Wednesday, September 21, 2011

Radiation, Photon torpedoes, and Kryptonite

Sometimes I feel as if I’ve entered an intergalactic worm-hole or was transported into a different life.  My life used to be filled with studying, meetings, and taking care of people I love.  The last 8 weeks have been a blur of procedures, scans, surgery, radiation, and appointments. 

As I laid on the gurney today for my radiation treatment, I was in a funk. The red light flashed, the constant beep, beep, beep of radiation sounded, all the while “soothing” piano musak played in the background, and I really wondered about that intergalactic wormhole.  This wasn’t the life I had planned. One too many receptionists had called and said Dr so and so wants to see you in 3 hrs.  I tried to counter with I already have two appointments today, could we make this one nearer either of them, so that I don’t have to make an extra trip?  When this was an impossibility, I just got cranky and my mind raced.

Yet the words that kept coming to me were: “Be still, and know that I am God.”  I thought to myself I’m doing the best that I can here.  I’m not running, because part of me did want to jerk the connectors off my body and run. What if this radiation was my kryptonite?   Although I was physically still, emotionally my mind was running a mile a minute.

I went home and had lunch and then went back to see the doctor who had forced me into a third trip for the day, Dr. Patel.  Before this appointment, I hadn’t heard of her, didn’t know anything about her including that she was female.  She was wonderful, reassuring, and positive.  She told me that I take some magic pills (hormone therapy—to block estrogen and progesterone) and that I was going to be fine. 

 One more time I realized that God was taking care of me in the midst of the chaos.  In the midst of what seemed like firing photon torpedoes and a surrender to cancer. I’ve been given the gift of the exact right doctors every step of the way--doctors with the right skill sets and the right personalities to tend to me.  Sometimes I think God needs me to be still and listen.  Sometimes I think God just needs me to be still and trust.  I have a ways to go on the stillness, but I know that God is God.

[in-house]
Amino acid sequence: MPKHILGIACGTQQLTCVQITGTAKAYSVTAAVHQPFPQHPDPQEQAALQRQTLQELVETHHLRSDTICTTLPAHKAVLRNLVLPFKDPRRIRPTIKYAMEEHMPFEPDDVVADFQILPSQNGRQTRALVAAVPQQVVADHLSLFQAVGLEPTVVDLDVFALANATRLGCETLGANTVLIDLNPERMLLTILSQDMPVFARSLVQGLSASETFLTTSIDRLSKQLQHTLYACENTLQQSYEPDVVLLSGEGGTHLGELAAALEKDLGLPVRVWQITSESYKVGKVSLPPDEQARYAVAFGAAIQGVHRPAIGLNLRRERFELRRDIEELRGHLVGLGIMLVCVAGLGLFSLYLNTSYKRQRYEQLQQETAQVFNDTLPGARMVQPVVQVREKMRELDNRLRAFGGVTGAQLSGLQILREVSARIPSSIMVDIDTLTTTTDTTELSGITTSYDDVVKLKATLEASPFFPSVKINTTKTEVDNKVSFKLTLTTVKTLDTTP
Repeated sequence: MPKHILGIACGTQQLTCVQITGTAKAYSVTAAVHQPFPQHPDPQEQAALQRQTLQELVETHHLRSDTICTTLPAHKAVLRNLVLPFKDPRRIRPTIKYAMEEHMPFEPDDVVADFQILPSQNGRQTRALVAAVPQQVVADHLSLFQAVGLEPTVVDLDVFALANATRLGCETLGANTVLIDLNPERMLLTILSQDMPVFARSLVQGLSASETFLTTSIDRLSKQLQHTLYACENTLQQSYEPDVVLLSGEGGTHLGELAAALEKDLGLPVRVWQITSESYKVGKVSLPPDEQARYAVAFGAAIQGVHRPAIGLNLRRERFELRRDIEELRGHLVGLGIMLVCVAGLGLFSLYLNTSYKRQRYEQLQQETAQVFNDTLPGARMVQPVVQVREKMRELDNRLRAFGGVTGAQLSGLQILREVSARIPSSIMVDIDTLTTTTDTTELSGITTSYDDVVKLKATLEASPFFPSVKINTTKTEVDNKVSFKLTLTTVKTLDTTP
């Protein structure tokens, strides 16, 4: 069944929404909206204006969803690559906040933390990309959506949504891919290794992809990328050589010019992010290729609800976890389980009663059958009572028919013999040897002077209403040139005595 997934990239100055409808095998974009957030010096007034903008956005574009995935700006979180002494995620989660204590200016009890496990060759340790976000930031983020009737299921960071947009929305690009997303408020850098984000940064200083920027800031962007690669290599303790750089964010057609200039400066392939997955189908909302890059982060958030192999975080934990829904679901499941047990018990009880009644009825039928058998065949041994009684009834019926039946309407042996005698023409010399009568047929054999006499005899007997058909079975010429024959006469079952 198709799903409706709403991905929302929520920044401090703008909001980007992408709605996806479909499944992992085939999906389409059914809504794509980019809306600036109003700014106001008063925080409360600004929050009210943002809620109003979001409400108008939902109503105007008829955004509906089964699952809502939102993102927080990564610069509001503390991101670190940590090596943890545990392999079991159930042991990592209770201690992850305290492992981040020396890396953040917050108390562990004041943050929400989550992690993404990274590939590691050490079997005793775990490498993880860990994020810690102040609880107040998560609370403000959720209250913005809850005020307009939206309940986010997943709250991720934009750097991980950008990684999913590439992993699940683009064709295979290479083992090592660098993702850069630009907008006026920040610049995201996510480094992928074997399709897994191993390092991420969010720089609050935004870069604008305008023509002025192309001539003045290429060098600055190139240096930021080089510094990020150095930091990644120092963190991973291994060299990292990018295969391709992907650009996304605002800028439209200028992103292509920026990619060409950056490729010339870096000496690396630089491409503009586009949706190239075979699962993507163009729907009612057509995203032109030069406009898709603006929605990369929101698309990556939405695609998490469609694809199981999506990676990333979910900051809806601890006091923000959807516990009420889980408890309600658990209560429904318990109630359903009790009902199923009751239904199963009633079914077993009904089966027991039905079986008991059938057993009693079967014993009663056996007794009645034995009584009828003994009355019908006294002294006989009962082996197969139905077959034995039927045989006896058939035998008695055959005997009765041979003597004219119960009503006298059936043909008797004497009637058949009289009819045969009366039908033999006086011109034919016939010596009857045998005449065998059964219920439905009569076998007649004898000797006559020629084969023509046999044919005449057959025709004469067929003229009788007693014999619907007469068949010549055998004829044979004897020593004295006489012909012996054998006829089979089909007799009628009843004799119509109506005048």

Tuesday, September 6, 2011

Last Monday I was diagnosed with stage I invasive breast cancer.  The doctors, techs, and nurses had been gradually telling me for weeks, yet the words still stung.  When the doctor said the words, they hung in the air like killer bees.  I tried wrapping my mind around them.  I tried being logical and rational; I mastered it for a while. Within a few moments tears sprang to my eyes; I had no control of them.  I knew that the words weren’t a death sentence.  Truth be told they weren’t even the hardest words I’ve ever heard, but they were still difficult words.

Honestly, it has taken me several days to grasp the word cancer.  In fact it reminded me of Harry Potter and the wizard world.  In the books there is an irrational fear of speaking the unspeakable name of Voldemort, or their mortal enemy.  I thought about keeping this diagnosis of breast cancer to myself. I realized I was giving the word more power. I wanted to speak the unspeakable word and release its power over me.

Instead of the unspeakable word of cancer, I decided to focus on Philippians 4: 4-7

4 Rejoice in the Lord always; again I will say, Rejoice. 5Let your gentleness be known to everyone. The Lord is near. 6Do not worry about anything, but in everything by prayer and supplication with thanksgiving let your requests be made known to God. 7And the peace of God, which surpasses all understanding, will guard your hearts and your minds in Christ Jesus.

This verse changed my prayer life years ago as my father-in-law was diagnosed with cancer.  I learned that within each hardship there was a gift of possibility.  I learned to live with the nearness of God.  I learned the impossibility of being anxious and thankful at the same time. 

Next week I will have surgery. The following week I’ll begin radiation. I am sure that neither will be easy, but at this moment I’m going to live in the space of being grateful. I’m not ignorant of the seriousness, but I also realize that this isn’t a death sentence-I refuse to live as if it were.  Cancer isn’t going to rule my life and neither is anxiety. I decided that the only word to which I am going to offer my complete surrender is the Incarnate Word of God or Christ Jesus.